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Can Changing Your Diet Help With Climate Change?

Climate change is one of the most prominent issues of our time. Powered by our use of greenhouse gases, aerosol emissions and choice of land use, climate change is causing the earth's temperate to increase every year. While the weather getting slightly warmer may be attractive to some, the effects this slight yearly increase has on the planet is huge. The results of climate change include rising water levels, caused by melting sea ice and glaciers, leading to floods, increased risk of forest fires as well as its negative impact on biodiversity.

A lot of people are aware of some changes in their day to day lives that can reduce their carbon footprint such as walking instead of driving or recycling plastic. One less spoke about way to help the climate is becoming increasingly more popular is changing your diet.

How does the food you eat affect the planet?

Animal agriculture is a term used for animal farming which ‘refers to the breeding, raising and slaughter of animals for products intended for human use, as well as crops used to feed farmed animals’. Animal agriculture is responsible for 18% of world greenhouse gas emissions, compared to 13% caused by all forms of transportation combined. Choices being made to benefit the animal agriculture business is causing issues to climate change. Challenges such as the need for space to raise and support animals is leading to increased deforestation and the unsustainable amount of freshwater needed to for animals and the crops that feed them is contaminating the remaining freshwater. This highlights the power a change in your diet can have in doing your part to help the planet.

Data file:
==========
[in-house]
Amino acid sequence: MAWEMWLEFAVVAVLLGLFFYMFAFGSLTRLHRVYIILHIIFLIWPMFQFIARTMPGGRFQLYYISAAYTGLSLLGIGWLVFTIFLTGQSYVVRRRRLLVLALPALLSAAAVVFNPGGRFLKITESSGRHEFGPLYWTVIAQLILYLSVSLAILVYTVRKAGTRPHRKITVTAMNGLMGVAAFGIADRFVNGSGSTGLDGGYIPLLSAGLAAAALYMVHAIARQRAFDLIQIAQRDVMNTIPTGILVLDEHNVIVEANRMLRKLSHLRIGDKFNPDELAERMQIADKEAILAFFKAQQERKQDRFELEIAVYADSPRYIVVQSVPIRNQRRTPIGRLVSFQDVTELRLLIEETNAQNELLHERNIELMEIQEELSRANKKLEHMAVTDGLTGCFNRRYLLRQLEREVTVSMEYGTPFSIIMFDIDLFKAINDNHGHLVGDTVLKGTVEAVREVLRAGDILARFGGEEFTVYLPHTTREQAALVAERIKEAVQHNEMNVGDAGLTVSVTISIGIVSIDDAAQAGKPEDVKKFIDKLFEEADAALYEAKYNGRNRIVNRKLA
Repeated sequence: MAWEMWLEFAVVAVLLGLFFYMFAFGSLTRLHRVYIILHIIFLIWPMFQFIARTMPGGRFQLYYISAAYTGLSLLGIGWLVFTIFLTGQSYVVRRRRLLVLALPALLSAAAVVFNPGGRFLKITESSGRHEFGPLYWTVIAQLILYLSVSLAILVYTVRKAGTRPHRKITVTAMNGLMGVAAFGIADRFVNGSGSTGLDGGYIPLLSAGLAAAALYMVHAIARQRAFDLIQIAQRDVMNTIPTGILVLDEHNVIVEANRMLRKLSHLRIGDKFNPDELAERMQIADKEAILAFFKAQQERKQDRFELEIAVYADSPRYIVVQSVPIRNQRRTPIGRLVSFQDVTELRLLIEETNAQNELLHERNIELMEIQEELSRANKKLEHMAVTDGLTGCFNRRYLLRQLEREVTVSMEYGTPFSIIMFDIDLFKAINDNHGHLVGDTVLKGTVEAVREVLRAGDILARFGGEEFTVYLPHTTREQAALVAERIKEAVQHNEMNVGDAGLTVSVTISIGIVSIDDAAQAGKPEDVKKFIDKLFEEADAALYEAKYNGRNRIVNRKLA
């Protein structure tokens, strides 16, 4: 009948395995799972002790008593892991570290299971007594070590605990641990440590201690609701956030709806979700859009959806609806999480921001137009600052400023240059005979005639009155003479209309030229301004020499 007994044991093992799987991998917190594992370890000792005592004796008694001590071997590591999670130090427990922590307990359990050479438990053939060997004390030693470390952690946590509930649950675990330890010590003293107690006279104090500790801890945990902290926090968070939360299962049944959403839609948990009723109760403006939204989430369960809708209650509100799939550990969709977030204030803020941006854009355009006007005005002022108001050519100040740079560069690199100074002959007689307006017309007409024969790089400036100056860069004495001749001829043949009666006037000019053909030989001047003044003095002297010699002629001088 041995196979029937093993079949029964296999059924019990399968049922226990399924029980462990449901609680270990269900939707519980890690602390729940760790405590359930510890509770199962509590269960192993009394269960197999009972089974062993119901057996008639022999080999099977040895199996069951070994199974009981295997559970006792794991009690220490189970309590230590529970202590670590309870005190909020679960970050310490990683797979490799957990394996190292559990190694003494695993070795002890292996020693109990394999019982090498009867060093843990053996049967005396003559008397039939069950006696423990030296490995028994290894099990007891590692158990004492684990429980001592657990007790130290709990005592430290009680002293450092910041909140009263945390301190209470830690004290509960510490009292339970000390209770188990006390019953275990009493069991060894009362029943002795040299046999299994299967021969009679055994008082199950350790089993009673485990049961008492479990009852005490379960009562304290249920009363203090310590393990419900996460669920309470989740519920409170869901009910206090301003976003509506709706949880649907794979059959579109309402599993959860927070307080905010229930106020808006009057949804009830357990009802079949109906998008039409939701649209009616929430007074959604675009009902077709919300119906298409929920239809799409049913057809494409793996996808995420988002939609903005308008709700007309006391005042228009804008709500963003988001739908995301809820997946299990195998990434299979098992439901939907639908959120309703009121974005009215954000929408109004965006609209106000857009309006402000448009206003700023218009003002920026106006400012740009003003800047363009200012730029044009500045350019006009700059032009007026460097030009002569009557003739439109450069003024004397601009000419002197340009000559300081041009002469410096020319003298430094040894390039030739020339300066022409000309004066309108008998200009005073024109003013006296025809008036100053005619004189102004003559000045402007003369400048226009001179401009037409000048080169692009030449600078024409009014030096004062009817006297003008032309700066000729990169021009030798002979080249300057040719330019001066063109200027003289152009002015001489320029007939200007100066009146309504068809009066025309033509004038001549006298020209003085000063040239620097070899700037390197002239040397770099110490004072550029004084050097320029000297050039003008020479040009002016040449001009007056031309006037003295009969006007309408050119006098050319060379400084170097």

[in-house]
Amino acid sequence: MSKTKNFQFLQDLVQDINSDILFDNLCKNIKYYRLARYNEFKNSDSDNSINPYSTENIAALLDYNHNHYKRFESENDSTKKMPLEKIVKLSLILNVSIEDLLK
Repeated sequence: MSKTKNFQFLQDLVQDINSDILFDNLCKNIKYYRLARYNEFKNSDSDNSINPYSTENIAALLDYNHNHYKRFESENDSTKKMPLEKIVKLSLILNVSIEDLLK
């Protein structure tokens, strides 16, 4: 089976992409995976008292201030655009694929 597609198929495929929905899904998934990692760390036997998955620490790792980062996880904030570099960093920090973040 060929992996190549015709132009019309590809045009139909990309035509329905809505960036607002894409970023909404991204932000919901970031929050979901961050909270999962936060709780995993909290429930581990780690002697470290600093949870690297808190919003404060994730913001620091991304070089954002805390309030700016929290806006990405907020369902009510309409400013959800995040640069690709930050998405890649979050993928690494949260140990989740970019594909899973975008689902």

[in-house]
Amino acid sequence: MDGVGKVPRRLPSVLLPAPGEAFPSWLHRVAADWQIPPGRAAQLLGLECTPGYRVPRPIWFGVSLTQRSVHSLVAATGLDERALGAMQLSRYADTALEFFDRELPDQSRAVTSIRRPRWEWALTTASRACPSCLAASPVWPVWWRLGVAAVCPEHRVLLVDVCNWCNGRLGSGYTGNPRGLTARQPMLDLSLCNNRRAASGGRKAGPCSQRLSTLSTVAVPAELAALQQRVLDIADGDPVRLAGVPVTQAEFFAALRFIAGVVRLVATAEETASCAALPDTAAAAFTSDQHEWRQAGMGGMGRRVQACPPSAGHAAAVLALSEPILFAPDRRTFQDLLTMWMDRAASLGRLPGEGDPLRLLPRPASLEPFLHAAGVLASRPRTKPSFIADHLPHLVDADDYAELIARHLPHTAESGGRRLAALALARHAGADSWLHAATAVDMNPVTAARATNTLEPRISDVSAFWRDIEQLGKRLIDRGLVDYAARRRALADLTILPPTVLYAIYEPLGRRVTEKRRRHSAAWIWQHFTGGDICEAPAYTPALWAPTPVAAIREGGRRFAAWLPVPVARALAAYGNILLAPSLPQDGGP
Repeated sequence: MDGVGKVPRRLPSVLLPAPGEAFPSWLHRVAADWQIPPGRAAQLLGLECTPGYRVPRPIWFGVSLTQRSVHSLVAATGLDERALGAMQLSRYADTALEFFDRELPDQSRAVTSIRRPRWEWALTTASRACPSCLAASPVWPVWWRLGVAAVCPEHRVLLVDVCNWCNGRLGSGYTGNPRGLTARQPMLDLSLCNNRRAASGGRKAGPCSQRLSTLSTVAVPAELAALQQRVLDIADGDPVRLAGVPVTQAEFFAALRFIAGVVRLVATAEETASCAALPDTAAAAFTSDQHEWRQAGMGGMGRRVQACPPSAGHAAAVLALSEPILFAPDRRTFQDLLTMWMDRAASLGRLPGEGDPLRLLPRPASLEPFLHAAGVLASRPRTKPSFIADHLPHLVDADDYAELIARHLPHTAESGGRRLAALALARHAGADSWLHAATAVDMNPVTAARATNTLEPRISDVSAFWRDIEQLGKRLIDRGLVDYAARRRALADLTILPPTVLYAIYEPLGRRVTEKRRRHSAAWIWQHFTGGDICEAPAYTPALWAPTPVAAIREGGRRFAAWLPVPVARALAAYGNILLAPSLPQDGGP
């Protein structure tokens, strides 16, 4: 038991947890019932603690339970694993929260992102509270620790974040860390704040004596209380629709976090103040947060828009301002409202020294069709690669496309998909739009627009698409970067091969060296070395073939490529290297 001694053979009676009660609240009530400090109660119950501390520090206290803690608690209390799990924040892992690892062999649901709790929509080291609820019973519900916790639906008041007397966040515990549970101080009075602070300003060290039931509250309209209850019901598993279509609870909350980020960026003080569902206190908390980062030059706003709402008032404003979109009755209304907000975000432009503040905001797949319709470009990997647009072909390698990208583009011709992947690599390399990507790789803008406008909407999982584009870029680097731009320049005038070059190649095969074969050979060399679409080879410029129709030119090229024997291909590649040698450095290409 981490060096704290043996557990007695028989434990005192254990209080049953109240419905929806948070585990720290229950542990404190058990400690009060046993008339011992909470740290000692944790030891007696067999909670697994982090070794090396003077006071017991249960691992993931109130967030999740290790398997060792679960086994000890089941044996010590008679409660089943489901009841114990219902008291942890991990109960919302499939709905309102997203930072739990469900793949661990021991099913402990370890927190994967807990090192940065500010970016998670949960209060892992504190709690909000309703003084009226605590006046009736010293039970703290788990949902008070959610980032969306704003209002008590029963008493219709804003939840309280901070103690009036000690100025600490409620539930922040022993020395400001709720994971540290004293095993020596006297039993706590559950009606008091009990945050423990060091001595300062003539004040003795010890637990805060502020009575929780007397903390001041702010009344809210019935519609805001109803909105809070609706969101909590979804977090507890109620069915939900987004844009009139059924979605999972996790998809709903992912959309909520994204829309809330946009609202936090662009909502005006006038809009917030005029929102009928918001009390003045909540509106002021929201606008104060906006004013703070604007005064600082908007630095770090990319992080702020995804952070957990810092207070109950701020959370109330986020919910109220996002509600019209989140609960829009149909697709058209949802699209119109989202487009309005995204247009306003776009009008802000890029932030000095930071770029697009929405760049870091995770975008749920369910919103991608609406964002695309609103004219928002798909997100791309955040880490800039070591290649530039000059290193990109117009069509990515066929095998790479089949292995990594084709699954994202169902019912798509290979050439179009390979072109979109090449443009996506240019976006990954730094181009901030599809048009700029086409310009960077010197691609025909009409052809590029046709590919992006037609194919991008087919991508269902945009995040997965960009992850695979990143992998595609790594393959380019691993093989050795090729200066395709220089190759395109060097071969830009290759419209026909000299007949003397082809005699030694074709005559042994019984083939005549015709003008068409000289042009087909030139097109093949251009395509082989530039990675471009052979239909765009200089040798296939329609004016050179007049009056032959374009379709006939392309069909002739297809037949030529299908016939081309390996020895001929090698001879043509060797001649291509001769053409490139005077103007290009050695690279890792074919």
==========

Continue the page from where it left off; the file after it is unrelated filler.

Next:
What can you do about it?

There are several ways in which you can choose a more sustainable diet. One diet that people opt for is a vegan diet. A vegan diet containing no meat and animal products is becoming increasingly popular, with the number of vegans in the UK quadrupling over 2014-2019. If the whole world were to go vegan, then the worlds food-related emissions would drop by 70% by 2050. This sounds like an easy solution however not everyone can go vegan due to allergies, not having the ability to choose vegan options or just generally not wanting to be vegan. This led to the sustainable diet phenomenon- a flexitarian diet.

A flexitarian diet is formed from the word’s ‘vegetarian’ and ‘flexible’, which is accurate to its definition of ‘a cross between full vegan and vegetarian with the ability to enjoy animal products every so often’. This diet encourages sustainably eating, with aim of a reduced consumption of meat and animal products, meaning they can still be consumed and aren’t completely eliminated. A flexitarian diet is more popular than a vegan diet, with 13% of brits adapting to this diet.

The increasing pressure on the importance of our food choices on climate change is a necessary step in the right direction towards helping our planet. Switching to a flexitarian diet is getting increasingly easier, with most restaurants having vegetarian food options, as well as the increase in choice of vegetarian options in supermarkets meaning there is clear opportunity to give it a try. whether it is a choice to slowly reduce consumption, starting off by once a week having a day where you reduce your meat intake- such as a ‘Meat-free Monday’, or the choice to go fully vegan, changing your diet to reduce your intake of products of animal agriculture is a step in helping reduce climate change.


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